Fucked Up: Punk-Rock Social Experiment

Fucked Up has dabbled along the way in all kinds of obscure art movements; they usually have a handy, completely indecipherable explanation for the meaning of their latest lyric or image, referencing something like Belgian neo-surrealist shapeism. “Who on Earth would ever accuse Fucked Up of being pretentious?” laughs Falco.

They pull in a mind-numbing array of esoteric influences: the Vienna Actionist movement, the Hermetic Order of the Golden Dawn, Kabbalah (naturally), Italian traditionalism, Corinthians, and Mircea Eliade, to name just a few. Reading their blog is like attending a symposium full of over-caffeinated academic revolutionaries. Thomas Pynchon probably loves Fucked Up.

On top of all of this is their live show—a show that frequently ends with Pink Eyes naked and bleeding. Abraham himself professes shock at this little detail of the Fucked Up universe: “I really, really, was not like this growing up. I was a real…not conservative, but a real shy guy. I’m shocked at the level of debauchery I’ve achieved. I’ll hear the next day about me stripping naked onstage, and I’m like, ‘No, I didn’t.’ Then I see the picture, and I’m like, ‘Yeah, I guess I did. I really did.’”

In one of the more publicized events from their band history, they played a show on a pedestrian bridge in Austin, Texas that was reported as causing a “police riot.” Subsequently, the publication NME—which was the main source of the “riot” story—has been accused of sensationalizing the event (NME? Overreacting? What? Did someone call NME a hysterical publication?) and there’s been plenty of back and forth online, none of which hurt the band’s profile.

It’s possible that, by NME standards, most Fucked Up shows cause riots, and this one happened on a bridge. But it was a wild show by all accounts, even raising Fucked Up’s standard for crazy. “From a technical standpoint, that’s got to be one of the worst Fucked Up sets we’ve ever played,” says Abraham. “We didn’t get through one song. There would be a wave of people. We would do a verse and a chorus, and everything would fall down. It was one of those moments when the band is totally secondary to the event.”

All of their craziness might overwhelm the music, but the music is, of course, part of the craziness. Fucked Up has consistently pushed at the boundaries of any genre that tried to hold them. They’re clearly from a hardcore punk world, but they consider Pink Floyd and psychedelic music a major influence, and they regularly mix in long-form experimentation with their bang-it-out punk.

The new album, The Chemistry of Common Life (Matador), moves through more variety of atmosphere than your standard punk/hardcore, with peaceful, otherworldly intros and layers and layers of guitar—more than seventy guitar tracks at one point (or so they say…). There’s less stop-start fury than Hidden World—more sheets of sound. There are tracks on Chemistry that have almost nothing to do with hardcore punk: “Golden Seal” sounds like a darker Sigur Rós, or even Jean Michel Jarre. Their sound in general is more epic and complicated, more big-time rock band than most punk/hardcore.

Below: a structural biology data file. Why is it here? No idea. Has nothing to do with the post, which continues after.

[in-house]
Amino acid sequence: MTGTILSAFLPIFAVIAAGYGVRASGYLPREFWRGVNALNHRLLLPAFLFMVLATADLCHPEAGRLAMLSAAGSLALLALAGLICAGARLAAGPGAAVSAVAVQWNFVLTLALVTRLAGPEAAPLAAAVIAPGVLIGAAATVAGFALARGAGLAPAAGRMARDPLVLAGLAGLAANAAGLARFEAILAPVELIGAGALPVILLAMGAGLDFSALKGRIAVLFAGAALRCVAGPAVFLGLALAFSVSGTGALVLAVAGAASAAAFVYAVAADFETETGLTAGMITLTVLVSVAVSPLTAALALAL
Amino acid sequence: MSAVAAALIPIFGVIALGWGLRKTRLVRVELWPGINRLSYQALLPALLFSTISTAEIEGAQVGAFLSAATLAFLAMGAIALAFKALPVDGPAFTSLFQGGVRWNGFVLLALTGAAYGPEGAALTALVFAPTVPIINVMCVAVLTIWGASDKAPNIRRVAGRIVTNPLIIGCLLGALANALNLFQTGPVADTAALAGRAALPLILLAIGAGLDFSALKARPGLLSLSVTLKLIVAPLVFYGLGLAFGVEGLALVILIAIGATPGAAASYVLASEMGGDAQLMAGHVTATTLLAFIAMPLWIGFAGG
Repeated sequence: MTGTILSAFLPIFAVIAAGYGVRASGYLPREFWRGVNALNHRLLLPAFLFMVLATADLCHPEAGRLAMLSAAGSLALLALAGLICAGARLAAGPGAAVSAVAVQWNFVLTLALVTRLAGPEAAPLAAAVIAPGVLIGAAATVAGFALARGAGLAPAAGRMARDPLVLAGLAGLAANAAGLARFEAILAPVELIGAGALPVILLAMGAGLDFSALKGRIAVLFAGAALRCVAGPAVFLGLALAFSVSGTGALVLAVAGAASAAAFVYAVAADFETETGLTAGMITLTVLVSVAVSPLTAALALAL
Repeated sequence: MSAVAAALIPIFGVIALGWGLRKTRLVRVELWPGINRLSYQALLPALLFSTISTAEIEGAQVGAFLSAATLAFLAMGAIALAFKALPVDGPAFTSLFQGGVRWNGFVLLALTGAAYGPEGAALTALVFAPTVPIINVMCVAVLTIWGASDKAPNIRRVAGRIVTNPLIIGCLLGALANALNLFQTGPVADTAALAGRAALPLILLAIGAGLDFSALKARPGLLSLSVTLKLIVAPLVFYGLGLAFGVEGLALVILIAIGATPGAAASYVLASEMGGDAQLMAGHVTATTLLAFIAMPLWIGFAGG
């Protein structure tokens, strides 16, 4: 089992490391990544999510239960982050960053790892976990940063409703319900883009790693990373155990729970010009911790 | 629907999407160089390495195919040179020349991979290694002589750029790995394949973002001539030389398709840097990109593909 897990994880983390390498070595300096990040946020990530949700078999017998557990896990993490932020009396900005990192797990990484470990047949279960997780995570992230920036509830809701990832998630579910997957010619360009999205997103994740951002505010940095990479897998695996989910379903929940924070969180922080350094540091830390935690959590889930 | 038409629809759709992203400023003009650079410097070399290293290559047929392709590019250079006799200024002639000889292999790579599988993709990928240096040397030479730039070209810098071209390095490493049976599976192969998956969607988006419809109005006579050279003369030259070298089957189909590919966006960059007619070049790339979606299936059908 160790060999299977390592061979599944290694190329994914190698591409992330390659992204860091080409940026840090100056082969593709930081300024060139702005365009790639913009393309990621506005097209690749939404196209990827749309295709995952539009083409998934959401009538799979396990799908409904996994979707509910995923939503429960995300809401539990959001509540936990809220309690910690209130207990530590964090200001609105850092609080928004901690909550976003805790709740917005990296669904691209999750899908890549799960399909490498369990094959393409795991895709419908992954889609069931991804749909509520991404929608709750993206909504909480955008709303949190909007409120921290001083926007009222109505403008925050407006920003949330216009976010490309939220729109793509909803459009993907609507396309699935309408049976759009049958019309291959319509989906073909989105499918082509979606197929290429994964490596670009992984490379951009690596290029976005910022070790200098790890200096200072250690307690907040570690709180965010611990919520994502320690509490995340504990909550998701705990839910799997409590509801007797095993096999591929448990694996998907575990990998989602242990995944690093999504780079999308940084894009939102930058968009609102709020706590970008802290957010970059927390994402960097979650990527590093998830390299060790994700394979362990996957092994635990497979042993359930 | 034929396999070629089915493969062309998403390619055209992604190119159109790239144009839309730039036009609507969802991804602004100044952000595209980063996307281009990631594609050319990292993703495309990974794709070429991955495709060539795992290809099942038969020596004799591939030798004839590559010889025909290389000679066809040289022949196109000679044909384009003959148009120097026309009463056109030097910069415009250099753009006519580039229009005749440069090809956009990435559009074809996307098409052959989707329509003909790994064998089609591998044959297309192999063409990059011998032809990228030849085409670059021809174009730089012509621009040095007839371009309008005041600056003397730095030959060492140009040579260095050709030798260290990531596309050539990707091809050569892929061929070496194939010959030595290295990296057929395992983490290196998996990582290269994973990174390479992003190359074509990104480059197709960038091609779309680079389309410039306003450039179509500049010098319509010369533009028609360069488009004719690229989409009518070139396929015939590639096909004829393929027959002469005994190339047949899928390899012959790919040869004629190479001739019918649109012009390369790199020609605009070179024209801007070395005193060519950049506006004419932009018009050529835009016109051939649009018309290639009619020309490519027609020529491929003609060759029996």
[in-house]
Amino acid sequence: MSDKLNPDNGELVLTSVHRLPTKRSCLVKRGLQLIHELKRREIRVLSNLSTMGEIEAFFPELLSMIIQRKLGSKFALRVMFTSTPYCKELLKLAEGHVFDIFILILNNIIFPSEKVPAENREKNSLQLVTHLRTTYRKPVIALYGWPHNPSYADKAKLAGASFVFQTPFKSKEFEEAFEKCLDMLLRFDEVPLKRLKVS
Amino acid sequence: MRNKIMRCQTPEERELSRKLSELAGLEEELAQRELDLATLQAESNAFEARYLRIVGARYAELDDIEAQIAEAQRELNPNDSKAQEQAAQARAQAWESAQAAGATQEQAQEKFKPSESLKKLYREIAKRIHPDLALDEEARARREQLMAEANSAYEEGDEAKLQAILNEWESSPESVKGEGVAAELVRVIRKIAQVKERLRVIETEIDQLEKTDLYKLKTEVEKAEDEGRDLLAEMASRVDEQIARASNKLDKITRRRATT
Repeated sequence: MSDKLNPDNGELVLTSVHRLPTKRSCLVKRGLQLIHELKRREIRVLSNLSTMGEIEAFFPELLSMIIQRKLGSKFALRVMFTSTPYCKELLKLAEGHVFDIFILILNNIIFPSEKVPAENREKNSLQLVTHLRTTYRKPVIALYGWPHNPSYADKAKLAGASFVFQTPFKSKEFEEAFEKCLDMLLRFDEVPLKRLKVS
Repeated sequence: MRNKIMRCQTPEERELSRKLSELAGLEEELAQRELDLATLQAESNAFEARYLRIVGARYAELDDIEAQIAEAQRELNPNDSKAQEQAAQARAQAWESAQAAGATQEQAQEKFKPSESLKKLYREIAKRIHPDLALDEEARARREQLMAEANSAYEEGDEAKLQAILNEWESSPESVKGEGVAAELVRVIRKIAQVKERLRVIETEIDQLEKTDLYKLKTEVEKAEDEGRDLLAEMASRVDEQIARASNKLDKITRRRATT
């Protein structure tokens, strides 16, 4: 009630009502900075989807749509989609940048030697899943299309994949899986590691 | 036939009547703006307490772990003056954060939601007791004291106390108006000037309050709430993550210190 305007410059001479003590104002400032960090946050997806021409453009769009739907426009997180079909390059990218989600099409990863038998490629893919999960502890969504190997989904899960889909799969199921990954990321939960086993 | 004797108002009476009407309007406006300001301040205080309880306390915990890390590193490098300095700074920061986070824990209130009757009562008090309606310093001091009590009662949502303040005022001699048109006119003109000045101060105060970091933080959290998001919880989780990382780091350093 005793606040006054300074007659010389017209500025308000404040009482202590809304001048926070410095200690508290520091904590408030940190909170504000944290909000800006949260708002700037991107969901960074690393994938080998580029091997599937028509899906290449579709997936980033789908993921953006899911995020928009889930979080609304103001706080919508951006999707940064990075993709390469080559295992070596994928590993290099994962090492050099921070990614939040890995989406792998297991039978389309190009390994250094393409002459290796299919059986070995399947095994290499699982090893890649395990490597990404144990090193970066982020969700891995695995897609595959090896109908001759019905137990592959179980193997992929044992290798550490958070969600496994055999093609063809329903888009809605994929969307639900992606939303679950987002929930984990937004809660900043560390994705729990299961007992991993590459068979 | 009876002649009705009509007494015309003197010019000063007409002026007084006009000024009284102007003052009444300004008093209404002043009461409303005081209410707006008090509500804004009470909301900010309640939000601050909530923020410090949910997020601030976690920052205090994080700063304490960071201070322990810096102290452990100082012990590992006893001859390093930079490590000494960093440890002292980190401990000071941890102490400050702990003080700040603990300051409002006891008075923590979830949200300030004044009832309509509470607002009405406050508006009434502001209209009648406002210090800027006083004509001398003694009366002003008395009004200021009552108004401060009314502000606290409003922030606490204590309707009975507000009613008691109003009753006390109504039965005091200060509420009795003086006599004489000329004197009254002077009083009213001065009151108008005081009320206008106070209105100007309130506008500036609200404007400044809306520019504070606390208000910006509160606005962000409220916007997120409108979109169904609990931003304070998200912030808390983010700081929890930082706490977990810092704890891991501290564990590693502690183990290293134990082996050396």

They recorded the album separately, and in fact, with The Chemistry of Common Life all done, they now have to learn to play it together. “We’re going to come home now and learn how to actually play the record,” explains Damian. “We’ve never practiced the songs as a band. We’ve all played the songs individually, but we’ve never played them as a group.”

Naturally, their own takes on the album are contradictory: Falco describes it as a much more cohesive record—Zucker as a more disjointed one. Listening to Chemistry, it does sometimes seem that they don’t all want to be in the same band. The guitars—well, can a guitar sound arrogant? But justifiably so?

This guitar work is detached, assured, and somewhat at odds with Pink Eyes’ crazed bark. There’s not much in the way of drones or experimental noise here; Chemistry is melodic, almost shoegazer at times, like a sped-up Loveless-era My Bloody Valentine. “Blissed out” is how they’ve described it, and that works if your idea of bliss moves quickly and includes a fat, bald guy shouting complicated lyrics at you. “We’ve always been riding on the crest of our own wave,” says Falco. “The very crest of the wave is an unstable place. It’s not uniform. For this one, we decided that instead of being right on top and breaking all the time, we’re more in the middle, calmer, and happier to flesh out ideas.”

Fucked Up is now a Matador band, which implies that they’ve arrived in indie-hipsterdom, and maybe that they’ve left the insular world of hardcore punk. Or, possibly, it means that the world of hardcore punk is stretching out. In fact, this band is taken often to be a symbol of that change: they’re still legit hardcore punkers, but not following the usual HP playbook. So maybe that playbook is done.

Jane’s Addiction released Nothing’s Shocking twenty years ago; now, in 2008, Fucked Up erodes that assertion from all angles. All of their provocations have brought more eyes and ears to Fucked Up. This is a punk band; this is punk behavior. What they’ve accomplished—and it’s no small feat—is to get a conversation started again about punk.

They make the idea of punk music more difficult to file away as history; they’ve brought an element of unpredictability back into punk with both their actions and their records. As soon as we all started wondering just what the hell they were doing, they’d already succeeded.

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